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Qatar’s death row and the invisible migrant workforce deemed unworthy of due process

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Qatari authorities are ignoring international law by failing to inform embassies when their citizens are arrested, detained or are pending trial for a death sentence. Our new data reveals that between 2016 and 2021 at least 21 people were under sentence of death in Qatar. Of the 21, only three cases involved Qatari nationals and only one involved a woman (who was accused of murder). The remaining 18 were made up of foreign nationals: seven from India, two from Nepal, five from Bangladesh, one Tunisian and three Asians of unknown nationality. Of these cases, 17 related to homicide and one a conviction for drug trafficking. The majority of the murder cases involved male migrant labourers from South Asia, convicted of crimes related to their precarious migrant worker status. The remaining murder cases involved one Tunisian man, and two defendants’ where the nationalities were unknown. In December 2017, male Nepalese migrant worker Anil Chaudhary was sentenced to death for murdering a Qata

Hamas 'to publicly execute two men in Gaza'

Amnesty calls for Gaza's ruling party to halt 'inhuman and degrading' executions it says will be carried out next week.

Hamas is planning to publicly execute two prisoners in Gaza as a "lesson" to others next week, according to the human rights organisation Amnesty International, which has described the move as deeply disturbing.

A 23-year-old man has been sentenced to death for "collaboration with an enemy entity". He told his lawyer he had been beaten during interrogation, Amnesty reported.

An appeal at a military court is scheduled for Wednesday but he will be at risk of imminent execution if it is unsuccessful.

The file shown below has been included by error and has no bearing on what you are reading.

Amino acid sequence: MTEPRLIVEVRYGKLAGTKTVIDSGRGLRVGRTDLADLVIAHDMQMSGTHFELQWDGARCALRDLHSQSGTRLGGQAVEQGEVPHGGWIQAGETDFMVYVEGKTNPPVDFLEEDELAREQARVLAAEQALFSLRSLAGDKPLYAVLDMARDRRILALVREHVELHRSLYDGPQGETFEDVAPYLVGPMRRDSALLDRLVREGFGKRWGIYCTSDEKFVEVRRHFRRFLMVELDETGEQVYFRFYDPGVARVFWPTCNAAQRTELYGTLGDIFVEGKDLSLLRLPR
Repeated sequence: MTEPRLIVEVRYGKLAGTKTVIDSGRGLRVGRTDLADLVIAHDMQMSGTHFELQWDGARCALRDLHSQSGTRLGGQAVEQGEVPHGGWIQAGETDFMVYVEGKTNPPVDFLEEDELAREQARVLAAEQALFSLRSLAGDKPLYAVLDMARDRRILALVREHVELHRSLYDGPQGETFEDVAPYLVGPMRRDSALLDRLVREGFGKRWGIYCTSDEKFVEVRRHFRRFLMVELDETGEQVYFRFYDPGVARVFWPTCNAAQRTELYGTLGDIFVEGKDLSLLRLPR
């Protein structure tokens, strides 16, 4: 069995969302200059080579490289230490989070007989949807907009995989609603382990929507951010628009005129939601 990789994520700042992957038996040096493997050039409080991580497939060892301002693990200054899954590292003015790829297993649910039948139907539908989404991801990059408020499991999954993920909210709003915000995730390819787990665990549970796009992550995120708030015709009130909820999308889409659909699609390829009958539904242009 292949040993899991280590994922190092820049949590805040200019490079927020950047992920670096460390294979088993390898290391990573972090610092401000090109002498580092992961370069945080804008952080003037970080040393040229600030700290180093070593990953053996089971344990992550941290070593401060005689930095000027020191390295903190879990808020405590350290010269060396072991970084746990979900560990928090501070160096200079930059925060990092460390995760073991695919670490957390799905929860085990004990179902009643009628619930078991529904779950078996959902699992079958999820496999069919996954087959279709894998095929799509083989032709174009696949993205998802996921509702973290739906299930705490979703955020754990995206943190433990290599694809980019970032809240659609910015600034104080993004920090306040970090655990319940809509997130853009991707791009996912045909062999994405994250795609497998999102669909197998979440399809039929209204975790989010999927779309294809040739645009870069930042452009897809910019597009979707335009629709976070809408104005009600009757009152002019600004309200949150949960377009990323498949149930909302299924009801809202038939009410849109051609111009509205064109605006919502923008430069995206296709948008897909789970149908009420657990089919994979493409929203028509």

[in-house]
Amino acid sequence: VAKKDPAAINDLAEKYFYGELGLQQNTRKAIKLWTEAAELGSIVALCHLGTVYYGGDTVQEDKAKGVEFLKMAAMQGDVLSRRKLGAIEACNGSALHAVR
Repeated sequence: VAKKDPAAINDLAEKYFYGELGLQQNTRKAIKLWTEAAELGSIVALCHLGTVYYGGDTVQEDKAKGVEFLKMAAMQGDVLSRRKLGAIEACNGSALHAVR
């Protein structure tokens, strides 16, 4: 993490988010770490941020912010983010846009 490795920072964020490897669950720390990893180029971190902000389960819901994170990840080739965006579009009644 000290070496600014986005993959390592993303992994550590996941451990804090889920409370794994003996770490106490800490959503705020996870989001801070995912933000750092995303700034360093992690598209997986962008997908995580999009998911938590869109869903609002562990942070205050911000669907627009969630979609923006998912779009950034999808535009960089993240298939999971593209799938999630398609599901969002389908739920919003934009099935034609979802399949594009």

The second man, aged 27, confessed to the rape and murder of a six-year-old boy in 2000. He was sentenced to death despite being a minor at the time. According to Amnesty, he was "apparently tortured to 'confess'" to the crime.

The pair are among 40 prisoners on death row in Gaza. The most recent executions, of two men convicted of collaborating, took place in June at a police compound. One of them reportedly confessed after being tortured, according to Amnesty.

"Torture and other ill-treatment of detainees in the custody of Hamas security agencies are widespread and systematic," it added.

Philip Luther, the organisation's Middle East and north Africa director, called on Hamas to immediately halt imminent executions and commute all death sentences.

"This and other recent announcements by the Hamas authorities that they will carry out further executions are deeply disturbing," he said.

"The death penalty is cruel and inhuman and there is no evidence that it deters crime more effectively than other punishments. Public executions are degrading and compound the cruelty of the death penalty."

Hamas has carried out at least 16 executions since April 2010, according to Amnesty. Six suspected collaborators were shot dead in the street by masked gunmen shortly before the end of the war in Gaza last November.

Source: The Guardian, August 9, 2013

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